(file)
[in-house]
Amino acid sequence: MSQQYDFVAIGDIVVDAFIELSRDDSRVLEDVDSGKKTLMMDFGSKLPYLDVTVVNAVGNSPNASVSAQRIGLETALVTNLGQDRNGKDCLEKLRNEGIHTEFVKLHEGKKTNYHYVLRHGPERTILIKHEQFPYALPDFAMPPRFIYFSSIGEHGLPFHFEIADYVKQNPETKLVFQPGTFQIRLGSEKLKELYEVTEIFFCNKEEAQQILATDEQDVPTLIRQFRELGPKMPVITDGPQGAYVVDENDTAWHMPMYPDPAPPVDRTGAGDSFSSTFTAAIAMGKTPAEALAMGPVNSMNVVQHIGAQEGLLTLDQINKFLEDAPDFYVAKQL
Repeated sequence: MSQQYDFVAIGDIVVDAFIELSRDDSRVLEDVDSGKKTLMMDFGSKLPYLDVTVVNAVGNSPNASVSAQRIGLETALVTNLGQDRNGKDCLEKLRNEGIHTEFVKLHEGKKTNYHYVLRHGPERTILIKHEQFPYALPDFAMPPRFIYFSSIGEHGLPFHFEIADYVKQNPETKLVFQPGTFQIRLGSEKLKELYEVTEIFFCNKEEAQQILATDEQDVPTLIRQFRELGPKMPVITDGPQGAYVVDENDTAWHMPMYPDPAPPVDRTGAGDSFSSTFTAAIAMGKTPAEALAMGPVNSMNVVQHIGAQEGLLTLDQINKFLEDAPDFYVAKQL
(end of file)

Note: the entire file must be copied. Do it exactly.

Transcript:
[in-house]
Amino acid sequence: MSQQYDFVAIGDIVVDAFIELSRDDSRVLEDVDSGKKTLMMDFGSKLPYLDVTVVNAVGNSPNASVSAQRIGLETALVTNLGQDRNGKDCLEKLRNEGIHTEFVKLHEGKKTNYHYVLRHGPERTILIKHEQFPYALPDFAMPPRFIYFSSIGEHGLPFHFEIADYVKQNPETKLVFQPGTFQIRLGSEKLKELYEVTEIFFCNKEEAQQILATDEQDVPTLIRQFRELGPKMPVITDGPQGAYVVDENDTAWHMPMYPDPAPPVDRTGAGDSFSSTFTAAIAMGKTPAEALAMGPVNSMNVVQHIGAQEGLLTLDQINKFLEDAPDFYVAKQL
Repeated sequence: MSQQYDFVAIGDIVVDAFIELSRDDSRVLEDVDSGKKTLMMDFGSKLPYLDVTVVNAVGNSPNASVSAQRIGLETALVTNLGQDRNGKDCLEKLRNEGIHTEFVKLHEGKKTNYHYVLRHGPERTILIKHEQFPYALPDFAMPPRFIYFSSIGEHGLPFHFEIADYVKQNPETKLVFQPGTFQIRLGSEKLKELYEVTEIFFCNKEEAQQILATDEQDVPTLIRQFRELGPKMPVITDGPQGAYVVDENDTAWHMPMYPDPAPPVDRTGAGDSFSSTFTAAIAMGKTPAEALAMGPVNSMNVVQHIGAQEGLLTLDQINKFLEDAPDFYVAKQL